For the third consecutive year, Apple tops the list of most innovative companies.
Work on Mars Means Jobs on Earth
While the recent success of landing the $2.5 billion Curiosity rover on Mars reignited interest in the space program, NASA scientists weren't the only ones jumping for joy.
Building the rover has supported roughly 7,000 jobs over the last eight years and helped many American companies thrive, from Lockheed Martin and Boeing to a slew of smaller companies throughout the country.
Long Island-based Aeroflex designed and supplied actuators (a type of motor for moving or controlling a mechanism) needed by the rover for several functions. The company delivered more than 100 actuators and brushless motors used for controlling the rover's 7-foot titanium arm, the antenna, camera motion, and wheels.
Honeybee Robotics, from New York City, helped supply the dust removal tool attached to the arm of the rover, used for cleaning rock samples before they undergo their various tests. The company also contributed the electrical harness that powers the rock sampling mechanism and allows it to communicate with the rover. Honeybee had previously supplied parts for two other rovers, in 2003 and 2007.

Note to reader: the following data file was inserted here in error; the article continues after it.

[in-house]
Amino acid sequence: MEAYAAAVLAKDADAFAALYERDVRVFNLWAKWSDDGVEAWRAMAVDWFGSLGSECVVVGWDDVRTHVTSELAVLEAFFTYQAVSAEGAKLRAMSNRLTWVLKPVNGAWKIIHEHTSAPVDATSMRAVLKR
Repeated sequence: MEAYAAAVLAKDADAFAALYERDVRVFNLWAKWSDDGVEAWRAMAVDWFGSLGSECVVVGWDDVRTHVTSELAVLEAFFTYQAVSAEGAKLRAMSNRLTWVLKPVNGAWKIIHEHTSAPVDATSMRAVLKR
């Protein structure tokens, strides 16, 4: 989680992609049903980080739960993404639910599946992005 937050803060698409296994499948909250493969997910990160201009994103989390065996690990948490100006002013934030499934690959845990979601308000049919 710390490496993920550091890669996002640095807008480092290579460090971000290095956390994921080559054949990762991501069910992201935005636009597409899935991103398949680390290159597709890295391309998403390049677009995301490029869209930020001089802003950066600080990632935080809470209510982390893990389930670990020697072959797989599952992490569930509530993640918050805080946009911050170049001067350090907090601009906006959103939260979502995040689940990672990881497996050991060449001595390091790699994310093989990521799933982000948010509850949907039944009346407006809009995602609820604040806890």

In Florida, a small company called Ocean Optics supplied three spectrometers for the rover's camera. Used for measuring light, the spectrometers work in conjunction with the rover's laser to test for chemical presence in Martian rocks. The spectrometers supplied by Ocean Optics can help detect certain elements in rocks from a distance, an application useful in mining and other geological industries.
When it finally came time to send the rover to Mars, United Launch Alliance, a joint venture formed by Boeing and Lockheed Martin, oversaw the launch of the rover in November 2011 with the help of 1,500 employees on the ground.
In total, companies from 33 different states helped build the Mars rover, and the ongoing mission should help support private sector jobs here on earth for at least the next two years.